Washington Case Law Update: When is a Statement Considered an Offer to Compromise?
From the desk of Kyle D. Riley: Under Washington’s evidence rules, an offer to compromise is not admissible in court. This allows the parties to engage in candid settlement discussions without concern that a statement will later be used as evidence against them. When is a statement considered an offer to compromise? Read on to learn more.
Claims Pointer: In this case arising out of an adverse possession claim over disputed land, the Washington Court of Appeals held that because no dispute had yet arisen as to the ownership of the land, a permit to use the property and an offer to purchase the property were not offers to compromise and were therefore admissible as evidence. The case provides insightful analysis of when a statement is properly considered an offer to compromise, a key consideration in any claim.
Buchanan v. Gray, No. 75150-6-I, Washington Court of Appeals Div. I (August 14, 2017) (unpublished)
Neighbors Dean Buchanan (“Buchanan”) and Jerry Gray (“Gray”) were in a dispute of ownership of land on the border between their lots. In the 1990s, before Buchanan owned his property, Gray installed a wire fence along the border between the two lots. Buchanan purchased the lot in 2007, and when he surveyed the property in 2009, he realized that some of Gray’s improvements were within the recorded boundaries of Buchanan’s property. In 2011, Buchanan and Gray executed a permit (the “Permit”) that allowed Gray to continue to use the disputed area through the end of 2012. The Permit required Gray to indemnify Buchanan if anyone were to be injured while in the disputed area and to remove any “facility” that they had installed on the property after the Permit terminated. When the Permit expired, Gray failed to remove the improvements, and in 2013, he offered to purchase the disputed area from Buchanan (the “Offer”).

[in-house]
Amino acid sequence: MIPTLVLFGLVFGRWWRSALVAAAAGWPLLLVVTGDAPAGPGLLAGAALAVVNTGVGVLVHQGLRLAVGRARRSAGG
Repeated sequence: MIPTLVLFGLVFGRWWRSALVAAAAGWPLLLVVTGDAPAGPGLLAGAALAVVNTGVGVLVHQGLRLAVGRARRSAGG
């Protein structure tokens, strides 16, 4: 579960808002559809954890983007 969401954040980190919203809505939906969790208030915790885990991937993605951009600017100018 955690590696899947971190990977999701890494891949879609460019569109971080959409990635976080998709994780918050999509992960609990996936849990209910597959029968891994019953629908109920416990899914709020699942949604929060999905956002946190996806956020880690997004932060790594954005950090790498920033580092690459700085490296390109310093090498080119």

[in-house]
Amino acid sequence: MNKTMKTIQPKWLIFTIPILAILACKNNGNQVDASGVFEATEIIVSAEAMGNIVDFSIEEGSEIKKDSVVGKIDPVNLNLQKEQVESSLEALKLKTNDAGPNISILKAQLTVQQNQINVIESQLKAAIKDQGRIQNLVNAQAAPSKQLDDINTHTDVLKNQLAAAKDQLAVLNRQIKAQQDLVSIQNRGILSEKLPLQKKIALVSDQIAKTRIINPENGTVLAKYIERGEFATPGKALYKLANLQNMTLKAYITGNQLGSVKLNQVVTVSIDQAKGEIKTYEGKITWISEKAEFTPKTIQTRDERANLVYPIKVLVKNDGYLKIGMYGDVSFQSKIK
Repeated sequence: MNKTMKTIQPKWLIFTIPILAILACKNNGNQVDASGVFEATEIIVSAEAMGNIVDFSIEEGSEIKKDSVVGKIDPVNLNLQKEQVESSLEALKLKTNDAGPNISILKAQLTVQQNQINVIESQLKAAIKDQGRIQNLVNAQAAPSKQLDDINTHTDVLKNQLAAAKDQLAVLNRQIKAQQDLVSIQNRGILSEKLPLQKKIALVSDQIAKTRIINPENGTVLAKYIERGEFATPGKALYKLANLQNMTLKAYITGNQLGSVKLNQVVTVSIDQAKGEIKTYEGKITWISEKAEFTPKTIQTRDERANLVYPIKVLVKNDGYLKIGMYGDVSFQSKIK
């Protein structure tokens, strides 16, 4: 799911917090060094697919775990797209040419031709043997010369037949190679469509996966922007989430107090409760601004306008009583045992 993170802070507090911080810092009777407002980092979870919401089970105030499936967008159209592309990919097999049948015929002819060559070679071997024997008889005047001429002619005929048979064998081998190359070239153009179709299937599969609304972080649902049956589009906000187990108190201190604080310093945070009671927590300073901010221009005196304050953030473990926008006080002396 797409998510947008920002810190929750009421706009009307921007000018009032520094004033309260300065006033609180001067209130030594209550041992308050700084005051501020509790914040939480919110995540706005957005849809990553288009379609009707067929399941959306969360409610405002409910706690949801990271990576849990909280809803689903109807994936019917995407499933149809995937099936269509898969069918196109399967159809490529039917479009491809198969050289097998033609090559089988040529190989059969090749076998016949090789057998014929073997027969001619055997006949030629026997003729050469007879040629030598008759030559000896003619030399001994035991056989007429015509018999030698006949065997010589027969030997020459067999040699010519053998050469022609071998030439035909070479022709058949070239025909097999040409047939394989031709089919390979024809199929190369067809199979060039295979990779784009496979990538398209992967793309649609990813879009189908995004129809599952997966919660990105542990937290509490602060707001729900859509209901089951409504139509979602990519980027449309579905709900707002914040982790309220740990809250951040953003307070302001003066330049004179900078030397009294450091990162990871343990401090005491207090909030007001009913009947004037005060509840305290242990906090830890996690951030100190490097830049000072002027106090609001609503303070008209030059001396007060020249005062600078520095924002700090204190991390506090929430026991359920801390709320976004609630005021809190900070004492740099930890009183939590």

In 2014, Buchanan sued Gray for breach...